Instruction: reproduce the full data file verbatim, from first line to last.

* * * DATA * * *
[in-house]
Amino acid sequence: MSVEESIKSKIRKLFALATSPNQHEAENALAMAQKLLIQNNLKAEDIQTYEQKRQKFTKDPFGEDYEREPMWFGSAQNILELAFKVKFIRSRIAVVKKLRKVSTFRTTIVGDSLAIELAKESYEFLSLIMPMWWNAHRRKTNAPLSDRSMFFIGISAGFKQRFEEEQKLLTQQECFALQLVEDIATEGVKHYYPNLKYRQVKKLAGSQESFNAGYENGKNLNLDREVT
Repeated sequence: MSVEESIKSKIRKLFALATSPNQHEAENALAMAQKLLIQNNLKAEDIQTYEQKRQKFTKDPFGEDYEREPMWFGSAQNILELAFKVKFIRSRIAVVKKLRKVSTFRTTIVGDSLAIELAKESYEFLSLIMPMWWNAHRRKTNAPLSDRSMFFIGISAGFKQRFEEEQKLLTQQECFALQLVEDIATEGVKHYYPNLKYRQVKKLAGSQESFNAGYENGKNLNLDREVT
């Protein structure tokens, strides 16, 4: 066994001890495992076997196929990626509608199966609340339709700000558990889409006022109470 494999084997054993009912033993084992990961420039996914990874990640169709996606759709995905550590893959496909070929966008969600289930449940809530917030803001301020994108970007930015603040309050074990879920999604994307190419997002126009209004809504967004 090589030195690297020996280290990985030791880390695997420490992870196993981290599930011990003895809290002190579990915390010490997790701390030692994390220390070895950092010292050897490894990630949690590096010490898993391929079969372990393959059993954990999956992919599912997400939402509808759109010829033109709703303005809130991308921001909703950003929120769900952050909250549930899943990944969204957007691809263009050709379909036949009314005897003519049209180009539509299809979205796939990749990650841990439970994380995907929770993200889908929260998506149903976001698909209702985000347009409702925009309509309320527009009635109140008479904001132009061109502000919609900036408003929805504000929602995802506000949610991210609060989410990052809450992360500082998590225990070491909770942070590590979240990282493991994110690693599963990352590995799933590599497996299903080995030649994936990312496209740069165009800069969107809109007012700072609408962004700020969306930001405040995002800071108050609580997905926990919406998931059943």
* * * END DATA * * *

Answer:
[in-house]
Amino acid sequence: MSVEESIKSKIRKLFALATSPNQHEAENALAMAQKLLIQNNLKAEDIQTYEQKRQKFTKDPFGEDYEREPMWFGSAQNILELAFKVKFIRSRIAVVKKLRKVSTFRTTIVGDSLAIELAKESYEFLSLIMPMWWNAHRRKTNAPLSDRSMFFIGISAGFKQRFEEEQKLLTQQECFALQLVEDIATEGVKHYYPNLKYRQVKKLAGSQESFNAGYENGKNLNLDREVT
Repeated sequence: MSVEESIKSKIRKLFALATSPNQHEAENALAMAQKLLIQNNLKAEDIQTYEQKRQKFTKDPFGEDYEREPMWFGSAQNILELAFKVKFIRSRIAVVKKLRKVSTFRTTIVGDSLAIELAKESYEFLSLIMPMWWNAHRRKTNAPLSDRSMFFIGISAGFKQRFEEEQKLLTQQECFALQLVEDIATEGVKHYYPNLKYRQVKKLAGSQESFNAGYENGKNLNLDREVT
């Protein structure tokens, strides 16, 4: 066994001890495992076997196929990626509608199966609340339709700000558990889409006022109470 494999084997054993009912033993084992990961420039996914990874990640169709996606759709995905550590893959496909070929966008969600289930449940809530917030803001301020994108970007930015603040309050074990879920999604994307190419997002126009209004809504967004 090589030195690297020996280290990985030791880390695997420490992870196993981290599930011990003895809290002190579990915390010490997790701390030692994390220390070895950092010292050897490894990630949690590096010490898993391929079969372990393959059993954990999956992919599912997400939402509808759109010829033109709703303005809130991308921001909703950003929120769900952050909250549930899943990944969204957007691809263009050709379909036949009314005897003519049209180009539509299809979205796939990749990650841990439970994380995907929770993200889908929260998506149903976001698909209702985000347009409702925009309509309320527009009635109140008479904001132009061109502000919609900036408003929805504000929602995802506000949610991210609060989410990052809450992360500082998590225990070491909770942070590590979240990282493991994110690693599963990352590995799933590599497996299903080995030649994936990312496209740069165009800069969107809109007012700072609408962004700020969306930001405040995002800071108050609580997905926990919406998931059943």